Since its first implementation in the 1980s, the liposuction procedure has definitely taken its fair share of heat from critics. Although plastic surgery patients of all procedures are always made aware of the risks ahead of time, there seems to be a common misconception that liposuction is a secret danger that no one talks about, the black sheep of cosmetic treatments.
Why Liposuction Is Better Than Ever
It’s understandable since the surprisingly dramatic results of the first liposuction procedures in the 80s that the procedure would have seemed too good to be true. There’s a procedure that can magically remove fat and make you appear slimmer overnight? It’s human nature to question such advancements. The truth is: while there are some risks to any procedure – including liposuction – there aren’t any secret threats your doctor isn’t telling you. In fact, liposuction today is safer than ever before.
New Advances in Research & Technology Make It Safer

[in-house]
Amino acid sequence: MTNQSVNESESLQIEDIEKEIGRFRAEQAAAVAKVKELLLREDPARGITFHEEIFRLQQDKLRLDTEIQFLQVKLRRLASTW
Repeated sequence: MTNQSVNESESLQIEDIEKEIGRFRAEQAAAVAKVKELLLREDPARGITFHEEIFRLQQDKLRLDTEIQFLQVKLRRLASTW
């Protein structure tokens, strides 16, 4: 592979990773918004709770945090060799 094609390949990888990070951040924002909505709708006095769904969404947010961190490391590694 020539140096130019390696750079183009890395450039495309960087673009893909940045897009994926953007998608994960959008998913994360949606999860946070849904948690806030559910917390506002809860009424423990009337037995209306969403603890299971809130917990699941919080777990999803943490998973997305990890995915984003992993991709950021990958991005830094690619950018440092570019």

The traditional liposuction procedure was literally designed to suction unwanted fat from localized areas of the body. These original techniques were known to cause bruising and bleeding, which were only temporary side effects.
Today, this method is still used but it has been refined to decrease these side effects, more effectively remove the fat, and leave patients with less recovery time. Today’s liposuction procedure begins with an injection comprised of saline, or salt water, a local anesthetic called lidocaine, and a small amount of adrenaline to lessen the amount of bruising and bleeding. A small incision is made in a well-hidden place near the area. Then, the surgeon will choose one of the two methods of liposuction: suction-assisted lipectomy (SAL) or ultrasonic-assisted lipectomy (UAL).
In a suction-assisted lipectomy, the plastic surgeon inserts a small tube, or cannula, and moves it back and forth beneath the skin to break up the layer of fat and suction it out. In the ultrasonic-assisted lipectomy, the surgeon applies ultrasonic energy to the area to liquefy the fat and then suction it out through the small tube. Either procedure can last for anywhere from one to five hours, depending on how much fat is being removed and how many areas of the body are being treated.